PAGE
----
Now here’s another avenue for some ‘Aussie-fication’. The thoran, a door decoration, is the Hindu equivalent of a Christmas wreath. Hung at the top of the main threshold, it is intended as a festive sign of welcome. It is traditionally crafted out of mango leaves (a symbol of plenty) and marigold flowers (a symbol of passion and creativity). Today however, it is made with cotton, satin, crystals, wooden beads and other materials, but its intent remains the same.

As Indian-origin Australians, surely we can make ours with pinecones?

Gumnut and gum leaf thorans, there’s another idea for you.

Rangolis – floor paintings with powder or floor decorations with flowers – are another sign of welcome that could be given the Aussie treatment. Native flowers, seashells, gumnuts, pinecones, banksia candles can all look great in your flower carpet rangoli.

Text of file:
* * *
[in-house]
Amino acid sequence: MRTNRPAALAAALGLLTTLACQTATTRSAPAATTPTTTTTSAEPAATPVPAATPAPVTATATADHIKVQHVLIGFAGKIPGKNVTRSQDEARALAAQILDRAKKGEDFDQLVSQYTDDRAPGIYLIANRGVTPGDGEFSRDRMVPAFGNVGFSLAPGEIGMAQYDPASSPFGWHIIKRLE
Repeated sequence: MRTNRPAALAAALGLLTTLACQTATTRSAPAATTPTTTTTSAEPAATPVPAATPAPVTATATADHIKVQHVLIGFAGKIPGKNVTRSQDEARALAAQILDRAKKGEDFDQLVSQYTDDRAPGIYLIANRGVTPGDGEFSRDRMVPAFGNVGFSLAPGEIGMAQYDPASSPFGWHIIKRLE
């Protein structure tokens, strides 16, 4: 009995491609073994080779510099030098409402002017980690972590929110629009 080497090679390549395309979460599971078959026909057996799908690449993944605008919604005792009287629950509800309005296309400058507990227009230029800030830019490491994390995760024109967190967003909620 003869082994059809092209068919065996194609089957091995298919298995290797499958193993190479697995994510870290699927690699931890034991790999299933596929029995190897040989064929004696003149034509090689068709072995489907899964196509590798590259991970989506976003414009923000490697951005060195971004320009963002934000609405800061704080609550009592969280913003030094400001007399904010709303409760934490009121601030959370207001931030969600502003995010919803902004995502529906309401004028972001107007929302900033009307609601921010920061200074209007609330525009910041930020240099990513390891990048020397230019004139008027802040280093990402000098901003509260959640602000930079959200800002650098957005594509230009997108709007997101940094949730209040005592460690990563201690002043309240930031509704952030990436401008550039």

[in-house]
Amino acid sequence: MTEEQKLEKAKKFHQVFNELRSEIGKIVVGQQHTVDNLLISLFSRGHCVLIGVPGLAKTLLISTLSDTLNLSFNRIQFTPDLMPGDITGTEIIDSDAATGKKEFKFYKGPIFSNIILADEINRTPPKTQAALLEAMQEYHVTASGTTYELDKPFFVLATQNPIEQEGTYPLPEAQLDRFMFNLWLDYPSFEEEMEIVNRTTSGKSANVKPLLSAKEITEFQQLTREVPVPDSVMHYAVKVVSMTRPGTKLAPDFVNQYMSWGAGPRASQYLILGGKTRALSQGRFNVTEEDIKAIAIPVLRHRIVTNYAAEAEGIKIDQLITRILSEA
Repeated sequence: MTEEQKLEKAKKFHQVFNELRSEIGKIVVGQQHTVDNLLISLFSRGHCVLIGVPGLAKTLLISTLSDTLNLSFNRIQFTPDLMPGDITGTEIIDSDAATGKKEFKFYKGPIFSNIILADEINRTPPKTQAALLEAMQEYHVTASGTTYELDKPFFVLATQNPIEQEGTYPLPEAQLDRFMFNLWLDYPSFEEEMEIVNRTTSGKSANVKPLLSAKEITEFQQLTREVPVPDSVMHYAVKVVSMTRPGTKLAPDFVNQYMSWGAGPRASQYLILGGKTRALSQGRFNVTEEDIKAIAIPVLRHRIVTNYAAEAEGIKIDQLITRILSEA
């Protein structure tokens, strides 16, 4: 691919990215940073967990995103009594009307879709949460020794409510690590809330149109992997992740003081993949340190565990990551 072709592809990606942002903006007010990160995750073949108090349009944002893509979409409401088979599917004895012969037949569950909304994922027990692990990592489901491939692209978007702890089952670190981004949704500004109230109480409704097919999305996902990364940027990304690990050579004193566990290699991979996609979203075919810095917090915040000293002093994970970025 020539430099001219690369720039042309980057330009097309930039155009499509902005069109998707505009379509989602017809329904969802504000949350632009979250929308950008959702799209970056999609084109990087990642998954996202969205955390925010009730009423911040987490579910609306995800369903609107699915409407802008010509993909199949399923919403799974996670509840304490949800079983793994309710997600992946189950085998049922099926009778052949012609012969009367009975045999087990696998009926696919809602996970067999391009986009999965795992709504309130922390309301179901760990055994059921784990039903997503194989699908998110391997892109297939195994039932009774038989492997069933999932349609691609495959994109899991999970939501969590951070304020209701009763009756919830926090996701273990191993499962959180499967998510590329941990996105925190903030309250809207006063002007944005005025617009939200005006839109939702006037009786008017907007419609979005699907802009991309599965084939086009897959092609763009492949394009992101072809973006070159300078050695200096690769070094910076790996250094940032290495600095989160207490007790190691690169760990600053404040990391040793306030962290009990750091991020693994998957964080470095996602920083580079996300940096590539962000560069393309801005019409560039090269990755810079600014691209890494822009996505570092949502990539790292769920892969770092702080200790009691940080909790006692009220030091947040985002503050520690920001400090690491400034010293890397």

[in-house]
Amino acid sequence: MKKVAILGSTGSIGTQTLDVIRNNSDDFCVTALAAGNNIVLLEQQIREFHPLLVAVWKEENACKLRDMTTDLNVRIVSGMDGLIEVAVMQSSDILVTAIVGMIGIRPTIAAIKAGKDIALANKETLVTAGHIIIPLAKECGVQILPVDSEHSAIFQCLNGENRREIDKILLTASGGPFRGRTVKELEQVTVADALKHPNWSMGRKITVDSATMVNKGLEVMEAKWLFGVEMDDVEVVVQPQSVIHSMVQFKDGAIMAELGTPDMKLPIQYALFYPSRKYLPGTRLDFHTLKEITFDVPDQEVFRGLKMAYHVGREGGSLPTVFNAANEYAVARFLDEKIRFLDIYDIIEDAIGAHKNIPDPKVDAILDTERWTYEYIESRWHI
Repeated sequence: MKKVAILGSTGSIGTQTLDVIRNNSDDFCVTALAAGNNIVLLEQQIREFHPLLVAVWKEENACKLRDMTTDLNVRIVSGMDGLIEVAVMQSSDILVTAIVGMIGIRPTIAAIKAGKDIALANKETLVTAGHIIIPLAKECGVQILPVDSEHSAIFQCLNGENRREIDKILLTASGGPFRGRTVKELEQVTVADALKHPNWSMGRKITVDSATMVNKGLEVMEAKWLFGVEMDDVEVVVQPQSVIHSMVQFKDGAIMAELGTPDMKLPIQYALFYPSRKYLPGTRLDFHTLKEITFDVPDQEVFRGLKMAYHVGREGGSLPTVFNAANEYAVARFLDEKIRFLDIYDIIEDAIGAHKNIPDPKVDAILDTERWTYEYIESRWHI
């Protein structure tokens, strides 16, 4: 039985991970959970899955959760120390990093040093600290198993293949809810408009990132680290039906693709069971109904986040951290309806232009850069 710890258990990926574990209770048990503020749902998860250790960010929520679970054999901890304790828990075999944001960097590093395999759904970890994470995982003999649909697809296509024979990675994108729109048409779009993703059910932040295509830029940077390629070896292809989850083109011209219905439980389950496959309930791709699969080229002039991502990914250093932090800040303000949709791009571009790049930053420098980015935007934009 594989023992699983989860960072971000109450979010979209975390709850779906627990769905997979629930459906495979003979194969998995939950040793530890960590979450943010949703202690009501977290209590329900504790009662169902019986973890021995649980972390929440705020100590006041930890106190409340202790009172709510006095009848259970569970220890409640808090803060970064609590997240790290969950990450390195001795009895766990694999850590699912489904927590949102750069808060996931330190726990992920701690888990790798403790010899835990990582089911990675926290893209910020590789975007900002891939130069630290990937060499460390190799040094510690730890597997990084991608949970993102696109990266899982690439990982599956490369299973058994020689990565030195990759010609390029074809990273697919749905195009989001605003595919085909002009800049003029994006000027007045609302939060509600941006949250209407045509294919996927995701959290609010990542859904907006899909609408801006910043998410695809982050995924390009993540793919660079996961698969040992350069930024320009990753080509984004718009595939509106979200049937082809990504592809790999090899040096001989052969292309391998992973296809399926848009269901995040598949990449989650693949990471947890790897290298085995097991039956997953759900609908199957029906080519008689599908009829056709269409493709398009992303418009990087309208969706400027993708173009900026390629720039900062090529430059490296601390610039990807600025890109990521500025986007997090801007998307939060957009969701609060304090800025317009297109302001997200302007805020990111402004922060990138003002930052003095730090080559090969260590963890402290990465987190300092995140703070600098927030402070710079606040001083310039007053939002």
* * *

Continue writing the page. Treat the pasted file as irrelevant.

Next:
Come on, give it a go!

 

 

Diwali Themed Party Games

Now this is probably different from the Diwalis you spent in your childhood. No longer content with the khaana-peena and the naach-gaana, today’s parties have to have the mandatory party games too.

What else but candle-based contests during Diwali time, in which you light and then blow out candles? Below are some of our versions. Of course some might say, probably rightly, that the religious underpinnings of the festival prohibit you from blowing out diyas on Diwali night, given that you are supposed to let the light in and show the way in for Goddess Lakshmi. So beware of your guests’ spiritual sentiments before you plan these party games, or better still, avoid them unless your event is before or after the actual date. A note of caution though: be very careful with the flames.